But so far, only 15.5 lakh enterprises have opted for the scheme.

In a report published in December 2015, Chief Economic Advisor Arvind Subramanian said that there are more than 81 lakh enterprises that have a turnover of less than Rs 1 crore every year. Out of these 79.32% are small enterprises, which have a turnover of less than just Rs 10 lakh. All these could potentially have joined the composition scheme but they have not.

“There clearly hasn’t been much take off just yet, which is why the government has pushed the deadline [for registering for the composition scheme] till March 2018,” said Gupta. “But the composition scheme is a win-win for both parties as businesses get easier compliance and the government gets to pocket all input tax credit which these businesses do not get to avail.”

Business owners claim the scheme has not found favour among the business community because of the restrictions it comes with.

“The composition scheme disallows people from doing inter-state trade,” said Praveen Khandelwal, National Secretary General of the Confederation of All India Traders. “Much of trade is inter-state so there is no way traders can enter the scheme and avail its benefits.”

However, he conceded that the easing up of GST returns filing requirements for businesses with annual turnover less than Rs 1.5 crore is likely to help the industry.

He was referring to a move aimed at easing the burden of compliance for smaller businesses, which Jaitley had also announced on October 9. Jaitley said that businesses with revenues of less than Rs 1.5 crore a year will be allowed to file only quarterly returns instead of monthly returns, and still avail of the input tax credit. Such businesses comprise nearly 90% of all assesses.

“We welcome the government taking note of traders’ concerns and easing up the filing requirements to just quarterly returns,” said Khandelwal. “Many traders are likely to take benefit of this move.”

The next few months will tell if the Union government’s decision relaxing filing requirements for smaller businesses will come at the cost of the composition scheme or if different businesses will look at the costs and benefits of each option with more nuance.

Support our journalism by subscribing to Scroll+ here. We welcome your comments at
Sponsored Content BY 

Tracing the formation of Al Qaeda and its path to 9/11

A new show looks at some of the crucial moments leading up to the attack.

“The end of the world war had bought America victory but not security” - this quote from Lawrence Wright’s Pulitzer-Prize winning book, ‘The Looming Tower’, gives a sense of the growing threat to America from Al Qaeda and the series of events that led to 9/11. Based on extensive interviews, including with Bin Laden’s best friend in college and the former White House counterterrorism chief, ‘The Looming Tower’ provides an intimate perspective of the 9/11 attack.

Lawrence Wright chronicles the formative years of Al Qaeda, giving an insight in to Bin Laden’s war against America. The book covers in detail, the radicalisation of Osama Bin Laden and his association with Ayman Al Zawahri, an Egyptian doctor who preached that only violence could change history. In an interview with Amazon, Wright shared, “I talked to 600-something people, but many of those people I talked to again and again for a period of five years, some of them dozens of times.” Wright’s book was selected by TIME as one of the all-time 100 best nonfiction books for its “thoroughly researched and incisively written” account of the road to 9/11 and is considered an essential read for understanding Islam’s war on the West as it developed in the Middle East.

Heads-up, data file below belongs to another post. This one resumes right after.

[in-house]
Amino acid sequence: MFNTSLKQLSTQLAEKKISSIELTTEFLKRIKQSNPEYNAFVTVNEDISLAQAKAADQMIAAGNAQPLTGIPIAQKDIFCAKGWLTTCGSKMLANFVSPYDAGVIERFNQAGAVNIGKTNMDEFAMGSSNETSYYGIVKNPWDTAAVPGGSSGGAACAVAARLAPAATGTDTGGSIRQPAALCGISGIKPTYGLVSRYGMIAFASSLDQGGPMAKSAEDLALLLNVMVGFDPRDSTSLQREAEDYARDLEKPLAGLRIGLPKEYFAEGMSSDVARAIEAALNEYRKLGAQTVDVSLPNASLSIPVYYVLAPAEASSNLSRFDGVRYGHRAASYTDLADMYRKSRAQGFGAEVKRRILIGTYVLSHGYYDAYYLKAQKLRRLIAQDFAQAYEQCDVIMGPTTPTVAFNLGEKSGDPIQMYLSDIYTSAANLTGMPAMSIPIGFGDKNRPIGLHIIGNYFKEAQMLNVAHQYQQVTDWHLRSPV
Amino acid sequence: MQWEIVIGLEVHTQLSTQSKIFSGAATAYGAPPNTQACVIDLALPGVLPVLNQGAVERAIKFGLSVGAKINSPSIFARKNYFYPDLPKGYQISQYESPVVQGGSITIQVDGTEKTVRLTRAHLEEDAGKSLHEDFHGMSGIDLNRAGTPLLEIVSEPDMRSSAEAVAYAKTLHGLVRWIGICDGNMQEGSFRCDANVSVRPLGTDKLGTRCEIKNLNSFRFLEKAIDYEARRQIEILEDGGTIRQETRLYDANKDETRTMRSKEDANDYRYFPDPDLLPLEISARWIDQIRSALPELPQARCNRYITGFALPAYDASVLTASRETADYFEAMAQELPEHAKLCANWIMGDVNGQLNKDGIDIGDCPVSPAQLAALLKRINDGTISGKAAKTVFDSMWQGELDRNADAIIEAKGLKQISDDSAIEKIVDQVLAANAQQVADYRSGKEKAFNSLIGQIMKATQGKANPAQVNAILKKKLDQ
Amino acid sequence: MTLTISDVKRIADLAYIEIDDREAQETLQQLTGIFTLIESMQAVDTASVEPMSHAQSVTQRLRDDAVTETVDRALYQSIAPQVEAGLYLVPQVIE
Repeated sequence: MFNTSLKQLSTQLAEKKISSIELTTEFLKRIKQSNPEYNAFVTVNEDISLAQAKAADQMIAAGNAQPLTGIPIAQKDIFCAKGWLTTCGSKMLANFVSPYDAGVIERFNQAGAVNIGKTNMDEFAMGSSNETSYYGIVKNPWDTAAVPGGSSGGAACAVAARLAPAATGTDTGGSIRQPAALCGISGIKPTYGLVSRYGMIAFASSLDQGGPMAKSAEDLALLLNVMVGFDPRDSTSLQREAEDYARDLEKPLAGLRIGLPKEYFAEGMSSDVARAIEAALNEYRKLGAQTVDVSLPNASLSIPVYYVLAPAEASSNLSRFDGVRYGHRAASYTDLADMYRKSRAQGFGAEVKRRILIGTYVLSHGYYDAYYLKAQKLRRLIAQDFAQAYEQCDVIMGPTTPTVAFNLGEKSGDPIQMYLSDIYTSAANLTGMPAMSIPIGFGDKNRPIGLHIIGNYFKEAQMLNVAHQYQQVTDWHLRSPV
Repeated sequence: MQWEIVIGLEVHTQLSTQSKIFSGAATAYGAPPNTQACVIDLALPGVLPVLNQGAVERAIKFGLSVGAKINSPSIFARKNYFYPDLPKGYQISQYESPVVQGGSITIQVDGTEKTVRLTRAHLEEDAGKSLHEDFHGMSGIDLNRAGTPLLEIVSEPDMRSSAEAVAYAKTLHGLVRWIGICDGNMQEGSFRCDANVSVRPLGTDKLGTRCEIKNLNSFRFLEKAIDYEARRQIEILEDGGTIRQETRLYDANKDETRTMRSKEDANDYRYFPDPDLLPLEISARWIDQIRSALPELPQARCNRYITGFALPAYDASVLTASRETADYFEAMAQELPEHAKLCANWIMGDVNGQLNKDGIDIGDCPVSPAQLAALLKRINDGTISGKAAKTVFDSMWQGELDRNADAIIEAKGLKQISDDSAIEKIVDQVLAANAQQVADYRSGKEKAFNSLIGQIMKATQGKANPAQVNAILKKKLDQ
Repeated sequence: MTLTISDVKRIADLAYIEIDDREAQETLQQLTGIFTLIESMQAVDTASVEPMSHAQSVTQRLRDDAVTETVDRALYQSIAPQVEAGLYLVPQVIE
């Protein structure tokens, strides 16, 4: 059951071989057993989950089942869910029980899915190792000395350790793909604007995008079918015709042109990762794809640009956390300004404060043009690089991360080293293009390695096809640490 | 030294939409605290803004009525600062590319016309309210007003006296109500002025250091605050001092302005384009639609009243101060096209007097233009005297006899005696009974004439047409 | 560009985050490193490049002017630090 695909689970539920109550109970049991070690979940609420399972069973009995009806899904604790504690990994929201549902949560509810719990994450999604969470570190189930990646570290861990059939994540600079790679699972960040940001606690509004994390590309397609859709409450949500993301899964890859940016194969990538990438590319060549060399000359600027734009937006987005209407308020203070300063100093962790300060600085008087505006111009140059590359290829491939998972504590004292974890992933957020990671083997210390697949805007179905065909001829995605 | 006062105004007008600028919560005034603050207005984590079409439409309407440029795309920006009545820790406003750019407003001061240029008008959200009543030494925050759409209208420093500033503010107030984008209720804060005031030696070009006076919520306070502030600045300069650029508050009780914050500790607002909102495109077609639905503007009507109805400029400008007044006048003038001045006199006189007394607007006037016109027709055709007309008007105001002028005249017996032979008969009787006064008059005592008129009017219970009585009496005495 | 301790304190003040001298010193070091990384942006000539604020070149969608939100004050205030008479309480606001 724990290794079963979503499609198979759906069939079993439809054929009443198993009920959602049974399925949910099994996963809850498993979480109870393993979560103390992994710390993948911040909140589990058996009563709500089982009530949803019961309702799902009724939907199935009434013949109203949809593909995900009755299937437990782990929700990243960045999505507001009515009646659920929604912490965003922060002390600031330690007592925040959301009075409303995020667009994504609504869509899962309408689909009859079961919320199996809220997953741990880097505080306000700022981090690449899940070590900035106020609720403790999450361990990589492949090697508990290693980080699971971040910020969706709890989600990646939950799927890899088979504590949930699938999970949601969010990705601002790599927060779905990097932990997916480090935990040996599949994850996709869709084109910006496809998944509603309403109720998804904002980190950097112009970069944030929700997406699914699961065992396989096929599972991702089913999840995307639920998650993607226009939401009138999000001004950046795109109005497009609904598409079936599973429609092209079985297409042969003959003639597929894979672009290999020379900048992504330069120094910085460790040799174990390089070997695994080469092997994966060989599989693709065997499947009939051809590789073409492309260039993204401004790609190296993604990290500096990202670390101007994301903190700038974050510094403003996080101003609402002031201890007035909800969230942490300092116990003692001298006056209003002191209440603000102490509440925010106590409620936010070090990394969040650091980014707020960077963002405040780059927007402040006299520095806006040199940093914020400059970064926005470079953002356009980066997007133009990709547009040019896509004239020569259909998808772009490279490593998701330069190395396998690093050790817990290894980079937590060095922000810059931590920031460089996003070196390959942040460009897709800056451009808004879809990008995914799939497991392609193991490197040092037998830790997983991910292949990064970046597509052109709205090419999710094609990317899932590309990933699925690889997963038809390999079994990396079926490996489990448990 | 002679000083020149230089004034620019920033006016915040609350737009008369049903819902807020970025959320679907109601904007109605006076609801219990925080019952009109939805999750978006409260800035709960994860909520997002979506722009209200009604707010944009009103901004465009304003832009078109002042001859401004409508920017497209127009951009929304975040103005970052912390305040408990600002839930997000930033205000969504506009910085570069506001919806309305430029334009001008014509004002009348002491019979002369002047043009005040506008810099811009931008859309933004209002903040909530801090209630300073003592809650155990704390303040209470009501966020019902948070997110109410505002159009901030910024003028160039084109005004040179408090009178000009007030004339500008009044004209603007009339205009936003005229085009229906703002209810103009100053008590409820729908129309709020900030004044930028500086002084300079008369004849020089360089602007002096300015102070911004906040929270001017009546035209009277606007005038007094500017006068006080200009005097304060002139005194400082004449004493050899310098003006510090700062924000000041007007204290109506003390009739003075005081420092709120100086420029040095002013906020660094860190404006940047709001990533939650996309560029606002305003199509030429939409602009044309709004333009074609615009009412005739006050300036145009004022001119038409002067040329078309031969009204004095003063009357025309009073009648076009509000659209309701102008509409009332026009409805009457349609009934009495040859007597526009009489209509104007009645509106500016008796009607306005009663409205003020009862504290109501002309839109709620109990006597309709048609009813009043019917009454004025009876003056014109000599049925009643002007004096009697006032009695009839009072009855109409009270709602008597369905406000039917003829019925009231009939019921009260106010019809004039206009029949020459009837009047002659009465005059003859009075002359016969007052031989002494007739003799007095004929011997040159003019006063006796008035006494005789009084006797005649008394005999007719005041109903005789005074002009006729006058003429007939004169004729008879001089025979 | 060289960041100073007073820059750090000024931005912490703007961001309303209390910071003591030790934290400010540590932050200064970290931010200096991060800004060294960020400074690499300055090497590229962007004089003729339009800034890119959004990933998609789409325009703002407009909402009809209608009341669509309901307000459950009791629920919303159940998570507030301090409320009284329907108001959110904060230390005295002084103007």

‘The Looming Tower’ also dwells on the response of key US officials to the rising Al Qaeda threat, particularly exploring the turf wars between the FBI and the CIA. This has now been dramatized in a 10-part mini-series of the same name. Adapted by Dan Futterman (of Foxcatcher fame), the series mainly focuses on the hostilities between the FBI and the CIA. Some major characters are based on real people - such as John O’ Neill (FBI’s foul-mouthed counterterrorism chief played by Jeff Daniels) and Ali Soufan (O’ Neill’s Arabic-speaking mentee who successfully interrogated captured Islamic terrorists after 9/11, played by Tahar Rahim). Some are composite characters, such as Martin Schmidt (O’Neill’s CIA counterpart, played by Peter Sarsgaard).

The series, most crucially, captures just how close US intelligence agencies had come to foiling Al Qaeda’s plans, just to come up short due to internal turf wars. It follows the FBI and the CIA as they independently follow intelligence leads in the crises leading up to 9/11 – the US Embassy bombings in East Africa and the attack on US warship USS Cole in Yemen – but fail to update each other. The most glaring example is of how the CIA withheld critical information – Al Qaeda operatives being hunted by the FBI had entered the United States - under the misguided notion that the CIA was the only government agency authorised to deal with terrorism threats.

The depth of information in the book has translated into a realistic recreation of the pre-9/11 years on screen. The drama is even interspersed with actual footage from the 9/11 conspiracy, attack and the 2004 Commission Hearing, linking together the myriad developments leading up to 9/11 with chilling hindsight. Watch the trailer of this gripping show below.


The Looming Tower is available for streaming on Amazon Prime Video, along with a host of Amazon originals and popular movies and TV shows. To enjoy unlimited ad free streaming anytime, anywhere, subscribe to Amazon Prime Video.

This article was produced by the Scroll marketing team on behalf of Amazon Prime Video and not by the Scroll editorial team.